Use this URL to cite or link to this record in EThOS: http://ethos.bl.uk/OrderDetails.do?uin=uk.bl.ethos.647959
Title: I crying for me who no one never hold before : critical race theory and internalised racism in contemporary African American children's and young adult literature
Author: Panlay, Suriyan
ISNI:       0000 0004 5348 0810
Awarding Body: University of Warwick
Current Institution: University of Warwick
Date of Award: 2014
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Abstract:
This study focuses on the issue of internalised racism depicted in contemporary African American children’s and young adult literature, utilising Critical Race Theory (CRT) as its key theoretical framework. The study addresses three main thesis questions: (i) What effects does internalised racism have on the marginalised characters, and what are its manifestations? (ii) What narrative strategies have been utilised by the authors to help the characters regain and reclaim their sense of self? (iii) What is the contribution of CRT to children’s and young adult literature? Through critical analyses of the following texts-Tanita S Davis’s (2009) Mare’s War, Jacqueline Woodson’s (2007) Feathers and her 1994’s I Hadn’t Meanto Tell You This, Sharon G Flake’s (2005) Who Am I Without Him and her 1998’s The Skin I’m In, and Sapphire’s (1996) Push—the study examines the effects of internalised racism and offers the young characters the way forward. From a CRT standpoint, it is argued that the study shifts the boundary of literary landscape and enriches both race and literary scholarships by offering new messages, viewpoints and positions, and, crucially, developing a new critical discourse regarding the issue of internalised racism, particularly in critical literary research representing children’s and young adult literature. It defamiliarises the very issue that otherwise has become normalised in American racial discourse, and reaffirms the relevance of ‘race, racism, and racialisation’ in the American landscape. It also argues that literary texts included in this study are a consequential chapter of African American history, or “a new collective history”, which can be used to heal both the individual and the collective, balance the stories, and alter the dominant discourse. The study also analyses the concept of paradigmatic optimism typically found in children’s and young adult literature, and argues that this generic feature is not a flaw but is rather a different trait.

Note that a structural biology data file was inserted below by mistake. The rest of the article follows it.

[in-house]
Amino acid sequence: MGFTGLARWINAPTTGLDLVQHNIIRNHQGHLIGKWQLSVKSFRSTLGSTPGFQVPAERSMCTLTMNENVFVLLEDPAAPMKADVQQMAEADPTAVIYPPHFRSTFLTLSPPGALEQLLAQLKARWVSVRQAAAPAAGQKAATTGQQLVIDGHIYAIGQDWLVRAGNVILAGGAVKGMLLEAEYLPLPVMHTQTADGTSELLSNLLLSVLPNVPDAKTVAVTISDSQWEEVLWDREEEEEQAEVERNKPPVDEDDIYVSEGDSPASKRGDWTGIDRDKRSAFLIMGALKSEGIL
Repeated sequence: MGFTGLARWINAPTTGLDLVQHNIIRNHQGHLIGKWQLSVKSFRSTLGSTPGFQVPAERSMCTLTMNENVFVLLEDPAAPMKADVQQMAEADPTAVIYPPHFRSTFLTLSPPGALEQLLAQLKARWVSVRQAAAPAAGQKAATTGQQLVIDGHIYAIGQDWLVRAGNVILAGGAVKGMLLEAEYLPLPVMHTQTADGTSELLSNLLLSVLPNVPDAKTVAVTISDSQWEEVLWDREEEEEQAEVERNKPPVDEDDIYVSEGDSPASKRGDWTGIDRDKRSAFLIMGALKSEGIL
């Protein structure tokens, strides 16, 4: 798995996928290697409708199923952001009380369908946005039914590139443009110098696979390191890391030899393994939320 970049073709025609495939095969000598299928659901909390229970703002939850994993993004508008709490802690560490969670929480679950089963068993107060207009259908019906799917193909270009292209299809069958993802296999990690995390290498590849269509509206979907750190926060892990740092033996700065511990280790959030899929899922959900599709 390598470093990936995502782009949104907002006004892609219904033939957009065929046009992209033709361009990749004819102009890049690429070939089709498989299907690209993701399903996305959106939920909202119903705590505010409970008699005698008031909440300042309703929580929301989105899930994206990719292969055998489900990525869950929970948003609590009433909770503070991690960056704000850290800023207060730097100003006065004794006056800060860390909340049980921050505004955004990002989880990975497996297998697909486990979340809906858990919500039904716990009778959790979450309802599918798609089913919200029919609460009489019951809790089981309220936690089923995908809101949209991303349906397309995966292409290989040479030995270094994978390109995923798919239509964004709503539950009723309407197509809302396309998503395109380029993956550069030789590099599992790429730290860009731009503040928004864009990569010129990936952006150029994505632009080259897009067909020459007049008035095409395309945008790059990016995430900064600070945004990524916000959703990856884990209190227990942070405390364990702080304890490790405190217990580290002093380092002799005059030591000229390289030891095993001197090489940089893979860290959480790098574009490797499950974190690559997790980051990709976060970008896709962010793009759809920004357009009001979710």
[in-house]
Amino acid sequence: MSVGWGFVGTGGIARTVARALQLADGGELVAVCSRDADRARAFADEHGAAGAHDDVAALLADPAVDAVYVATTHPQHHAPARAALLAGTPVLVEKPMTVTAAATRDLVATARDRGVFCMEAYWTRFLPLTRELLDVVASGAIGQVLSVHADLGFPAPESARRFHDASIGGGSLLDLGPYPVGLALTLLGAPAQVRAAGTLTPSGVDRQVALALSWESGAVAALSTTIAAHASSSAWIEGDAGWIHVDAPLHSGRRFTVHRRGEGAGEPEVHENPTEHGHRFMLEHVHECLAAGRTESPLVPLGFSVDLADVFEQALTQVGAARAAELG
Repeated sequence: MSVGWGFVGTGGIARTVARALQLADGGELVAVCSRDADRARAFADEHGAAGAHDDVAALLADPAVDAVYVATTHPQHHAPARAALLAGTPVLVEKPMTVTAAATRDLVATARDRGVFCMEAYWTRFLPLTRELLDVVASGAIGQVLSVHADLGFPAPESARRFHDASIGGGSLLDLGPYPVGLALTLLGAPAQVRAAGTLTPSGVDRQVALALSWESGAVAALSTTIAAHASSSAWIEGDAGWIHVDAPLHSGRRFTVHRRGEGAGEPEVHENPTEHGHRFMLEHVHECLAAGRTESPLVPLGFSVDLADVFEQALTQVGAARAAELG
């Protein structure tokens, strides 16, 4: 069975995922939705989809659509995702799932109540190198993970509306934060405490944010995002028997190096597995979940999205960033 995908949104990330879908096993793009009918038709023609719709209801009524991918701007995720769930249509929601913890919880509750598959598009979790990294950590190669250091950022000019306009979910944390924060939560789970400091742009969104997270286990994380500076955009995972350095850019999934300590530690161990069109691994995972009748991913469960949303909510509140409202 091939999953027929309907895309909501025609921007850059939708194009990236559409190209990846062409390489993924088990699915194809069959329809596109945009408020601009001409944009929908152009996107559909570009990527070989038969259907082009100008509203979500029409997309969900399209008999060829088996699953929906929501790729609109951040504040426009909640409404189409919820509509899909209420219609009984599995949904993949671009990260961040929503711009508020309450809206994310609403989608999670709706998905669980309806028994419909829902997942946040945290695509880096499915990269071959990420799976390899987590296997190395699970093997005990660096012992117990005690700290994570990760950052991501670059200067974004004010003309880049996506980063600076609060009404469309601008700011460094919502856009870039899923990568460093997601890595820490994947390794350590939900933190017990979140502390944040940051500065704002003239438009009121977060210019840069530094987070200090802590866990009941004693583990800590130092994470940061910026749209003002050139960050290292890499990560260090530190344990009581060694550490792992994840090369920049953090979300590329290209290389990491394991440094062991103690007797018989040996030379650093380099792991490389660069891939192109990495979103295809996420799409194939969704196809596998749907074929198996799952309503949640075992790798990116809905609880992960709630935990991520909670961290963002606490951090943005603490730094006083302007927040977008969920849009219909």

Supervisor: Not available Sponsor: Mahāwitthayālai Thammasāt‏ ; Government of Thailand
Qualification Name: Thesis (Ph.D.) Qualification Level: Doctoral
EThOS ID: uk.bl.ethos.647959  DOI: Not available
Keywords: HN Social history and conditions. Social problems. Social reform ; LB Theory and practice of education ; PS American literature
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